Overview of Wildcard Characters in Access Wildcard characters in Access add flexibility to query criteria. Wildcard characters in Access represent unknown values. The asterisk “*” and the question mark “?” are the two main wildcard characters in Access you need to know. The asterisk represents multiple unknown characters. For example, the criteria “N*” would
Overview of Sorting a Query in Access You can sort a query in Access by any field within the QBE grid when viewing the query in design view. To sort a query in Access when in design view, click into the “Sort” row of the field in the QBE grid by which to sort
Overview of Creating a Query in Access Creating a New Query in Access To create a query in Access in query design view, click the “Create” tab in the Ribbon. Then click the “Query Design” button in the “Queries” button group. Doing this then creates a new query in query design view in Access.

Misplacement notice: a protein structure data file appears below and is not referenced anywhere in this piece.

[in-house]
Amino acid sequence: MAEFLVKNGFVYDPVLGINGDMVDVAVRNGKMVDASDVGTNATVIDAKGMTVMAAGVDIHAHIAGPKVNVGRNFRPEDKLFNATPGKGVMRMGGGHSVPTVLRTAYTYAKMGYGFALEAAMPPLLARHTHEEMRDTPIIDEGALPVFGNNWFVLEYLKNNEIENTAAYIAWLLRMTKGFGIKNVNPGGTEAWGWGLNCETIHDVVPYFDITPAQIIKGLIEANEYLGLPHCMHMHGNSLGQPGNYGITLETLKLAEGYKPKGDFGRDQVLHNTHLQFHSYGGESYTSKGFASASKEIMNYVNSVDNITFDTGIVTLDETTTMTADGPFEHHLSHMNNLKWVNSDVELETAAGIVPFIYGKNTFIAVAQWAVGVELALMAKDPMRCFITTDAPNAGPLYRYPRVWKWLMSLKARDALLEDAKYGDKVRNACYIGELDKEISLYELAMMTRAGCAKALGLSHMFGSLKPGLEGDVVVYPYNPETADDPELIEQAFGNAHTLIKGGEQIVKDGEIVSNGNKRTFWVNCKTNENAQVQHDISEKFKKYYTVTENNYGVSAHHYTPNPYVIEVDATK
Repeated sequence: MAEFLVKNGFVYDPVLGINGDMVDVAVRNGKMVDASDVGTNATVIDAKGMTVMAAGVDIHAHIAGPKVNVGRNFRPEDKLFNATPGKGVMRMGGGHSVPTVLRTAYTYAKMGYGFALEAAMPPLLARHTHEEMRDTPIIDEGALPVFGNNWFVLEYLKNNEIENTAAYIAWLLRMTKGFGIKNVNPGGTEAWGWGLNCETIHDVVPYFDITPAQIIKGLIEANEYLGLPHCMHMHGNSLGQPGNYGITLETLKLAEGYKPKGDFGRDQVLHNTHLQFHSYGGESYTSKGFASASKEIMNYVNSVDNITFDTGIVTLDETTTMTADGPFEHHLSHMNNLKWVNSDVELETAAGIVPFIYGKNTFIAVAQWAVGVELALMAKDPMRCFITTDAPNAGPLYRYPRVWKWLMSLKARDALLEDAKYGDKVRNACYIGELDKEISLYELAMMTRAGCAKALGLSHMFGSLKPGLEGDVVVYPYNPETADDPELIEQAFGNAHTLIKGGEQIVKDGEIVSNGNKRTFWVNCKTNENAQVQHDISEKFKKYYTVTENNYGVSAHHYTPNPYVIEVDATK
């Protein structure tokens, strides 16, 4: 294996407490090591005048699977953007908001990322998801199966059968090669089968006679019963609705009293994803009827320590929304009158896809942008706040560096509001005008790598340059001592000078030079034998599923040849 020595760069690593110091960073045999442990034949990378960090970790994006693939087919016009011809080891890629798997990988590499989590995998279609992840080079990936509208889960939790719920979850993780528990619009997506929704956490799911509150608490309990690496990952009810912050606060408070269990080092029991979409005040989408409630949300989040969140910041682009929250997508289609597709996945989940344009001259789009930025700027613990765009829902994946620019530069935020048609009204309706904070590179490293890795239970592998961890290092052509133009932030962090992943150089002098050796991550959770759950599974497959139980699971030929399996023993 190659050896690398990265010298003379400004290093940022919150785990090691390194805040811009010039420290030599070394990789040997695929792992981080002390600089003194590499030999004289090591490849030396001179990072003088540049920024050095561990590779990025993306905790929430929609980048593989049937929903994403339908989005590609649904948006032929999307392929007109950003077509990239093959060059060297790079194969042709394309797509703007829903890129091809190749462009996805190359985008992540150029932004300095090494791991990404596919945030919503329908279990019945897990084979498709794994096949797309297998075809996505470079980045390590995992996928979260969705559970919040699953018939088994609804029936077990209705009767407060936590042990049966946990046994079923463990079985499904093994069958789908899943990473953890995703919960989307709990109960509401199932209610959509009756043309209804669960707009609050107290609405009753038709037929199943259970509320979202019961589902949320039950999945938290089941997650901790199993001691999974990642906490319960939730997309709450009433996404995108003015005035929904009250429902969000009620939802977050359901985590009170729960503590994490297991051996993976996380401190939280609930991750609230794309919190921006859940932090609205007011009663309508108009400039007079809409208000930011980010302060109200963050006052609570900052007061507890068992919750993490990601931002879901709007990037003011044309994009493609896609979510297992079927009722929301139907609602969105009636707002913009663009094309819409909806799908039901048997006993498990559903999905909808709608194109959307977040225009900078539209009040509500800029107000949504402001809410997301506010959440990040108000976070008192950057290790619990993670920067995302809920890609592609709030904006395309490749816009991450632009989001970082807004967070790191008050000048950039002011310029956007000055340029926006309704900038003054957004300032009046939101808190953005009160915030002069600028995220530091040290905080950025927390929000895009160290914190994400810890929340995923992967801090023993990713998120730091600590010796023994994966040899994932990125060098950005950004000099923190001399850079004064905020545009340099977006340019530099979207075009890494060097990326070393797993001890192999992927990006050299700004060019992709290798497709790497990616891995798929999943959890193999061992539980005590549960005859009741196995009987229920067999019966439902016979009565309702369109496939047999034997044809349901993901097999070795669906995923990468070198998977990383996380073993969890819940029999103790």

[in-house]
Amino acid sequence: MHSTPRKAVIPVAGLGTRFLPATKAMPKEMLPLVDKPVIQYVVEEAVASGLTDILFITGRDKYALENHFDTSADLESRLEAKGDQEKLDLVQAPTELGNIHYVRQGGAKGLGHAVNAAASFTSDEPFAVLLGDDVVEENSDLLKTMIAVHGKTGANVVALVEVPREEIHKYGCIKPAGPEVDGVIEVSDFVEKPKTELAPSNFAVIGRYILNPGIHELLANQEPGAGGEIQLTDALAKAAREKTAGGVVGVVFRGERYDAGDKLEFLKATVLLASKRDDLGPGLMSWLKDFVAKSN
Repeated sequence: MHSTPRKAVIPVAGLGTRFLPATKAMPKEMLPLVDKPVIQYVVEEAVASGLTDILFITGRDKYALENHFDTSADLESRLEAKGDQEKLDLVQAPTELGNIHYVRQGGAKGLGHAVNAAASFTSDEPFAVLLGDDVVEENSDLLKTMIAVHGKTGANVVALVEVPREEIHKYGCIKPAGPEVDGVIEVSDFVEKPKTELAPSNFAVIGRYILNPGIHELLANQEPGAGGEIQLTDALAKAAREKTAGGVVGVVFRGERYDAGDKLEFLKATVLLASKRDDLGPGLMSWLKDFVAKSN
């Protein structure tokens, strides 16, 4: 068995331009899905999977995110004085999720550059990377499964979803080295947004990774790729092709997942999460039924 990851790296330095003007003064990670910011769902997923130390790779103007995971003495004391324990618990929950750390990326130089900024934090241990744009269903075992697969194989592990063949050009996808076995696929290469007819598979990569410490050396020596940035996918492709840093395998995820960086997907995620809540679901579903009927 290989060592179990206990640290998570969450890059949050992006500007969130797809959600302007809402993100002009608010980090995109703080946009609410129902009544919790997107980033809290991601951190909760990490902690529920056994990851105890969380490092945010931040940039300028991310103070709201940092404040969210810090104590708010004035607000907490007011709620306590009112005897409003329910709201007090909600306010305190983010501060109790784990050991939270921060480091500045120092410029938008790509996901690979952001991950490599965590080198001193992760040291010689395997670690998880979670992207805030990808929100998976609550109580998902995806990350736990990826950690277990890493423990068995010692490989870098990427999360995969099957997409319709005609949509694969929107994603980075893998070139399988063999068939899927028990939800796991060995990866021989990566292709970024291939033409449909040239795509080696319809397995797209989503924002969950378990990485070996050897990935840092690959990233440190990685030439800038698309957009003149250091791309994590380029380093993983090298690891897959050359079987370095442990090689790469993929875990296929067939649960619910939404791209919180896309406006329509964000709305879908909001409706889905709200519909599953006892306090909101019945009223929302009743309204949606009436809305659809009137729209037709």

Overview of Aggregate Function Queries in Access Aggregate function queries in Access let you create summary queries that perform a mathematical function, called an “aggregate function,” on a field, based on groups of values found in another grouped query field or grouped query fields. These are usually shorter queries, often used for reporting.
The SQL training “Mastering Introductory SQL Made Easy™ v.1.0” discusses SQL in Access 2013. Access 2013 is a RDBMS that creates self-contained databases and provides visual tools to allow users to make relational databases without the need for SQL. As such, there are few places to use SQL in Access.
To view the complete tutorial, click here Understanding SQL Functions Functions serve a wide range of purposes within SQL. You can use aggregate functions to perform calculations on grouped values within a query. That is one very common use of functions within SQL. However, there are other types of